In the conventional eyeglasses in which the lenses 16 are made of glass, even lenses with a relatively large correction will generally weigh no more than 2 ounces. Since there are two temple pieces 10 on each pair of eyeglasses, each temple piece having a hook member 14, it will be seen that the total weight represented by the arrow 15 can be distributed evenly between the two temple pieces 10.
Now, to determine the amount of weight required in the hook member 14, one must simply apply the standard equilibrium equation: f,d =f d Assuming that the lenses l6 and their frame 18 weigh a total of 2 ounces, the distance between the arrow 15 and the arrow 19 is 4 inches, and the distance between the arrow 19 and the arrow 20 is 1 inch, the force required at arrow 20 will be determined to be 8 ounces. This must of course be divided between the two temple pieces 10, so that each hook member 14 should have a weight of 4 ounces.
The total weight of the eyeglasses has thus been increased from slightly over 2 ounces to slightly over 10 ounces; however, the important consideration is that the point at which the weight is concentrated is shifted from the bridge of the nose to the ears of the wearer.
This is especially desirable in view of the fact that the bridge of the nose, where eyeglasses are normally worn, comprises bone and skin with virtually no adipose tissue to act as cushioning. Contrarily, the upper portion of the ears have only cartilage as the underlying material; and, there is a certain amount of adipose tissue at this point. This combination provides a substantial amount of natural cushioning so that much more weight can be tolerated.
Further, if a wearer is peculiarly lacking in adipose tissue in the vicinity of the upper portion of the ears, an additional cushioning can be provided in the form of a pad 21. This pad can be made of any good cushioning material such as an expanded polyurethane, foamed rubber, or any of nmerous other cushioning materials.
From the foregoing, it will now be realized that the hook members 14 are weighted to an extent that the weight of the lenses is removed from the bridge of the nose and moved to the top of the ears. In practice, it may be desirable to arrange the weight of the hook memberl4 so that some weight remains at the bridge of the nose, in which case the weight on the nose would be lessened to the extent that the liklihood of skin trauma is negligible.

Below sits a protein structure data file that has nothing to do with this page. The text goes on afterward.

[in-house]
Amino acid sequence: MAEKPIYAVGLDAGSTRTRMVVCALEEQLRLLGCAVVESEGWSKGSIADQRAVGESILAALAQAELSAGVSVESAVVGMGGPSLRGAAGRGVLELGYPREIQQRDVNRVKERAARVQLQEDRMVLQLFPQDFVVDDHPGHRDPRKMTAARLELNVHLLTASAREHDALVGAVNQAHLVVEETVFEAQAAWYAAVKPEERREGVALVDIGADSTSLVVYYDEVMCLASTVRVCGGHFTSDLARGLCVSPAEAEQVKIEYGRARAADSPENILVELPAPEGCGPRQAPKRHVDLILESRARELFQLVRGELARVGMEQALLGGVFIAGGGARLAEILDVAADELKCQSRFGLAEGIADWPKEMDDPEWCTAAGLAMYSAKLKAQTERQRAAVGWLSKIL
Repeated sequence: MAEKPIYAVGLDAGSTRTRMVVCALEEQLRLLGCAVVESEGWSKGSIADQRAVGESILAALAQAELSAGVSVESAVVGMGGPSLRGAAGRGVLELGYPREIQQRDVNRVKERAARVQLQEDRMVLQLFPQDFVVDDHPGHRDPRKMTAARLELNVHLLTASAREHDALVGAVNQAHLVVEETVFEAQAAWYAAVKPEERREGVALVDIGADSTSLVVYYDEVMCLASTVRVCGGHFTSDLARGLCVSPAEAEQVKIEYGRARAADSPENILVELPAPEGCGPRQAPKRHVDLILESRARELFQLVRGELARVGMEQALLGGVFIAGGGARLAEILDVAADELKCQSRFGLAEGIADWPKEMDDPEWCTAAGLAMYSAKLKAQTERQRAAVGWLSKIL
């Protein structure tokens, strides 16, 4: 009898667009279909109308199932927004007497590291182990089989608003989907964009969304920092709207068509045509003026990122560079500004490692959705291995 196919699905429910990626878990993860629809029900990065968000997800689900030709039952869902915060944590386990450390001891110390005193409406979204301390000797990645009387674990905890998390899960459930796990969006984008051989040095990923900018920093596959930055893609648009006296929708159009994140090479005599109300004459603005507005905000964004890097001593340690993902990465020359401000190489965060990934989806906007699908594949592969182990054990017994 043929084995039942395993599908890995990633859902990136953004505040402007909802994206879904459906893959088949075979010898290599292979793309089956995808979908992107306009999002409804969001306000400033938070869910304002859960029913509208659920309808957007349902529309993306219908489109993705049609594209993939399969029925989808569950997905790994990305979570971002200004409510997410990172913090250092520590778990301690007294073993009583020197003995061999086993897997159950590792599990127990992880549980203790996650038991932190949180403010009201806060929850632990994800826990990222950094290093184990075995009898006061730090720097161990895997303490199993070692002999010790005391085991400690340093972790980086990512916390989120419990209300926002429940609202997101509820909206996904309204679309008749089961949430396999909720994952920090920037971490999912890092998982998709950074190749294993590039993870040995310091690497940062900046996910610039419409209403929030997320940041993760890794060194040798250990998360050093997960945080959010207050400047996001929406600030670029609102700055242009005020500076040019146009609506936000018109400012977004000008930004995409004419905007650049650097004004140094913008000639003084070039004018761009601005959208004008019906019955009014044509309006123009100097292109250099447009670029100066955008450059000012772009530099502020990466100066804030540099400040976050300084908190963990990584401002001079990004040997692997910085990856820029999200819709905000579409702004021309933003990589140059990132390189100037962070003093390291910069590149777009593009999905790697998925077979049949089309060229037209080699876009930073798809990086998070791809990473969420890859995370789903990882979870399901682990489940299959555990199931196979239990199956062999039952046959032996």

In the embodiment of the invention shown in FIG. 1 of the drawings, the eyeglasses are maintained in their rearward position due solely to the fact that the hook member 14 turns down immediately rearward of the ear E. In the event that this is not sufficient, the embodiment shown in. FIG. 2 provides a more nearly certain means to hold the eyeglasses in their appropriate rearward position.
Referring more specifically to FIG. 2, it will be seen that the temple piece 30 includes a hook member 34 that is turned down to a much greater extent than is the hook member 14 of the temple piece 10. Also, the central member 32 of the temple piece 30 would be some what foreshortened (for the same wearer) so that the temple piece 30 will contact the ear at a point that is sloped. Realizing that the hook member 34 is weighted as discussed in connection with the temple piecelO, it will be understood that the hook member 34 will continuously beurged down; and, the sloping point of contact 39 with the ear will tend to cause the temple piece 30 to move rearwardly. The rearward motion of the temple piece 30 will be stopped by engagement of the frame of the lenses with the forehead and/or the engagement of the nose pieces with the bridge of the nose.
Other than the above discussed difference, the embodiment of the invention shown in FIG. 2 operates the same as that shown in FIG. 1.
Though the application of additional weight to the hook member 14 or 34 can be accomplished in numerous ways, and by numerous means, one such weight is illustrated in'detail in FIG. 3 of the drawings.
As previously mentioned, the frames and the conventional temple pieces of eyeglasses are made of a lightweight plastic material or of a lightweight metal such as an alloy of aluminum. The material of the overall frame should not be changed because the entire pair of eyeglasses would be excessively heavy; thus, a material having a greater weight must be attached to the usual frame material. As shown in FIG. 3, a weight 40, preferably formed of lead or other relatively heavy material, is shaped to form the hook member 41. To attach the weight 40 to the central member 42, there is a shaft 44 embedded within the central member 42 and extending into the weight 40, thus providing sufficient holding force to prevent separation of the two materials. Of course, glue or some form of weld can be used at the junction 45 of the two materials, but this would normally not be enough to hold the materials firmly.
The embodiment shown in FIG. 3 indicates the central member 42 as being made of a plastic material. In order to enhance the appearance of the weight 40, it is contemplated that the weight 40 would be coated with a-similar material as indicated at 46. For plastic materials, the weight 40 can be dip-coated or the like. If the central member 42 is made of a metal, the weight 40 can be painted, plated, or the like to provide a similar appearance. 7